PSERIMOS, Greece — “Our boats are for people who don’t like crowds,” Muhammet Okumus, our captain, tells me. “Even though there can be six or so gulets in a bay in summer, the places we go never see cruise ships.”
He’s right. It’s easy to be basking in the solitary glory of an Aegean inlet and suddenly feel territorial when another gulet with all of eight passengers pulls into your bay.
Okumus pulls out a map and asks me, “Where do you want to go next?” I cannot remember ever being asked that on a cruise.
Gulets are traditional Turkish sailboats that have plied the Aegean and Mediterranean for thousands of years, originally as trading ships and now as private charters or small-group excursion boats that explore the southern coast of Turkey and the Greek islands. These days, it’s an affordable, customized way to reach the outer Greek islands, which see far less tourism than do the better known spots such as Mykonos and Santorini, where cruise ships dock.
Unlike the monster cruise ships, these vessels house as few as four and sometimes as many as 20 passengers. They typically have elegant polished mahogany interiors, Turkish rugs and tall masts, and they come with a captain, a cook and a first mate in charge of cleaning and serving drinks. Because they stay mainly in calm waters, they rarely hoist the sails and will motor for the most part, although if you request it, the sails will go up in a wind.
In July 2011, during the peak of tourist season, I joined friends on a gulet leaving from the harbor at Bodrum in southwestern Turkey. We had booked through Southern Cross Blue Cruising and were on the smallest of its ships, the 62-foot Timer. There were six of us onboard, and for $2,000 a person for the week we were fed lavish meals, served cocktails on deck, taken wherever we wanted to go and spent as much time on shore as we liked.
The six cabins on the Timer were small but perfectly adequate, with two shared bathrooms. If you are willing to pay more, many gulets have lavish staterooms with en suite bathrooms.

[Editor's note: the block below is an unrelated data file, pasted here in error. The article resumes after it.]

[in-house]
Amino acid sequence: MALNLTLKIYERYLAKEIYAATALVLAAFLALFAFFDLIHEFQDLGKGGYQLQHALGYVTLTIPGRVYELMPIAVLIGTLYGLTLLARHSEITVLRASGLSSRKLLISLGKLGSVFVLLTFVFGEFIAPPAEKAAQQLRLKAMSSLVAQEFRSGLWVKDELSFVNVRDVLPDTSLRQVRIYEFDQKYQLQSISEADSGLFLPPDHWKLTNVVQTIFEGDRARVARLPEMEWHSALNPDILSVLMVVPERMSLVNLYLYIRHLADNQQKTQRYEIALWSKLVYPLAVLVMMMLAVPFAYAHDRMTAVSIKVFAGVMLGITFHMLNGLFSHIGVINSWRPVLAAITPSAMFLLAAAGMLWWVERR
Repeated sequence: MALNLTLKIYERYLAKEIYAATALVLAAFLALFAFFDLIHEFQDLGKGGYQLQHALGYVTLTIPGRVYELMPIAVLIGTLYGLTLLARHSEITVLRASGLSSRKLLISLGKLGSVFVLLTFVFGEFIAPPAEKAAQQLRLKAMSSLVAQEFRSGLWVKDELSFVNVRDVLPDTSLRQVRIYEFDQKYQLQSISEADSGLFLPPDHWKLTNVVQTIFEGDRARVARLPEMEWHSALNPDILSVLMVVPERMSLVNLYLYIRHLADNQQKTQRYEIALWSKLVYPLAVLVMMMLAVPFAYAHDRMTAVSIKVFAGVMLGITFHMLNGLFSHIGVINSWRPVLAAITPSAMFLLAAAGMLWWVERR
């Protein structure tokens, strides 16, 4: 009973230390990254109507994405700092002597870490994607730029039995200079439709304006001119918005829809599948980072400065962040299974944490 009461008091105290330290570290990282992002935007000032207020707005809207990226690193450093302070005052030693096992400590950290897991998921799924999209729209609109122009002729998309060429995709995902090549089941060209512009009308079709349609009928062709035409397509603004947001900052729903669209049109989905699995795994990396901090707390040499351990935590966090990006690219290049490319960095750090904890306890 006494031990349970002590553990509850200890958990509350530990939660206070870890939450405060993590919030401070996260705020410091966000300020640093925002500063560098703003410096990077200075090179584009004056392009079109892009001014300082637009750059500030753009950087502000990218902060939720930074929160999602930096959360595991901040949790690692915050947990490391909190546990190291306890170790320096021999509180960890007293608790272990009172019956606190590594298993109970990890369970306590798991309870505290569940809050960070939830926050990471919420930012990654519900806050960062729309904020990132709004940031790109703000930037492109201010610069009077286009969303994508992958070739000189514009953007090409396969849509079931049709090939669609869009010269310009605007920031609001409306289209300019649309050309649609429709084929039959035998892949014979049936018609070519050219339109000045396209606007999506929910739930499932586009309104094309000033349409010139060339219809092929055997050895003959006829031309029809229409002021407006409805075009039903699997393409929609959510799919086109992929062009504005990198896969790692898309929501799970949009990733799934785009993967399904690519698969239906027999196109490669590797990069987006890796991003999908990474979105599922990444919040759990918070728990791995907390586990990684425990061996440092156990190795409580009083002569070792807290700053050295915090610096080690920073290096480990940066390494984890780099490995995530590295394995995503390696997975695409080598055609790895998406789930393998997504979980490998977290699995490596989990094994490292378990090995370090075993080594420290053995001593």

Because I had sailed along the southern coast of Turkey before (well worth doing), this time we headed to Greece’s Dodecanese Islands, an archipelago that gets few tourists and has no thrashing nightclubs. Here, locals live as they have for centuries, herding goats, diving for sponges, fishing, going to church and farming. This is the Greece we wanted to see.
We spent the first night anchored at Orak Island, a forested Turkish island with sheltered bays and turquoise water. “Dive in,” Okumus said as soon as the anchor dropped. “Hors d’oeuvres whenever you’re out.” The water was calm, warm and clean, and the tiny beach was a lovely place to sit and watch a huge sun melt into a deserted stretch of mainland.
After a cooked breakfast the next morning, we began the 21/2-hour sail to Kos island for customs entrance into Greece. Although it is only 21/2 miles off Turkey, Kos is a Greek island (a sore point for the Turks), and it gets typical Greek isle levels of tourism. The harbor is lined with restaurants, nightclubs, hotels and souvenir shops. But it also has a castle, an old mosque and the rambling ruins of the world’s first medical school founded by Hippocrates (460 BC-370 BC). Although I do not suggest lingering in Kos, it is a fine place for a Turkish-influenced Greek dinner overlooking the lighted ruins.
On Pserimos, the first of the northern Dodecanese Islands we reached, we encountered a lovely arc of beach, a village with a couple of tavernas, a few houses, hundreds of goats and three Orthodox churches. This was old-style Greece, so we took the dinghy ashore and walked through the dusty streets to visit one of the churches. From the outside it was plain adobe. But inside it brimmed with riches — silver candelabra, crystal chandeliers, velvet drapery and oil paintings of saints. The glaring difference between life outside the church and within suggested that this tiny sanctuary was an opulent escape for this sleepy Greek town.